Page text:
Tuberculosis is a leading killer world-wide, and the proportion of Paediatric tuberculosis is expanding. Although the BCG vaccine triggers specific T and B cell responses in neonates, it only confers protection from severe forms of tuberculosis in the firs t years of life. BCG does not significantly protect adults from pulmonary tuberculosis. There is therefore an urgent need to develop novel vaccines against tuberculosis, which would provide a long lasting protection following neonatal inoculation. One appr oach to this crucial aim is to decipher the mechanisms involved in neonatal immune responses to mycobacteria. For this purpose, we have established a consortium of experts in Genetics, Immunology, Microbiology and Paediatrics, as well as a biotechnology co mpany. Our objective is to dissect the molecular and cellular immune responses in neonates and infants, combining three complementary models, namely mice, humanized mice, and human patients. We will compare the innate and adaptive immune responses, with an emphasis on dendritic cells and T-cells. We will investigate neonatal and adult mice during mycobacterial infection and following inoculation of a novel and promising candidate vaccine, methylated HBHA. In addition, we will investigate such responses usin g mice reconstituted de novo with human lymphoid and myeloid hemopoietic-derived cell lineages, allowing for the first time an experimental dissection of human immunity to mycobacteria. The immune responses of naturally infected humans in the corresponding age groups will also be monitored and compared. Finally, the human molecular basis of hyper-susceptibility to live BCG in rare neonates with disseminated BCG disease will be investigated, in order to discover novel mycobacterial susceptibility genes, whic h will then be tested in the humanized mouse model. The feasibility of this research programme is attested by the high scientific quality and remarkable complementarity of the participants.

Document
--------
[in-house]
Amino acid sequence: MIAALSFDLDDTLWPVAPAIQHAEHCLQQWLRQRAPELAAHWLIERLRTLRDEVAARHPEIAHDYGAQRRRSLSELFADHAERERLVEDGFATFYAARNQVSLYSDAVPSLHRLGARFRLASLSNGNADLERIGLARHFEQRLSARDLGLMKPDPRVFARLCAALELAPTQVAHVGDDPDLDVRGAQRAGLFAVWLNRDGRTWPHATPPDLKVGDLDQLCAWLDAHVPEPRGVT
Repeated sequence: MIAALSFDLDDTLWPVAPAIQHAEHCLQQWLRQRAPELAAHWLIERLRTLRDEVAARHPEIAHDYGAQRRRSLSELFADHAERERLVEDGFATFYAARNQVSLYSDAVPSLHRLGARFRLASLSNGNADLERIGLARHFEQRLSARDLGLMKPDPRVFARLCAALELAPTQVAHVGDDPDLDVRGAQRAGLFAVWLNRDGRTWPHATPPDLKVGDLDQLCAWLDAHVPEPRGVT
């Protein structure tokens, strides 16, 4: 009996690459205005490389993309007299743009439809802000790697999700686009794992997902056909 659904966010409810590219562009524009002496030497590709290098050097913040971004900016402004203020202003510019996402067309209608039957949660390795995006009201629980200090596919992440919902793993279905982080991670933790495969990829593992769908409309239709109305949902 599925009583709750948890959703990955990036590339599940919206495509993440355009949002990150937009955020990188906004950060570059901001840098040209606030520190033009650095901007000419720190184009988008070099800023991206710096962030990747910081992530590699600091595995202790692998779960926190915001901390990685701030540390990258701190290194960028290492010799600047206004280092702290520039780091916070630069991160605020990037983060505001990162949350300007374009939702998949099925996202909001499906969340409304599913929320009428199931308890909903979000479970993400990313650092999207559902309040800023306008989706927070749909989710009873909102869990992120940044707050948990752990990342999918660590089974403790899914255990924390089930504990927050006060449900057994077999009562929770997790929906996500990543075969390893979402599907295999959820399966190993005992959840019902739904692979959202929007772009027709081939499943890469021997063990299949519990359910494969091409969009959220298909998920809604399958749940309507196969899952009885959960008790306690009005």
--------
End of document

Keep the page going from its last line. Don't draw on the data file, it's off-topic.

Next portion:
Call for proposal
See other projects for this call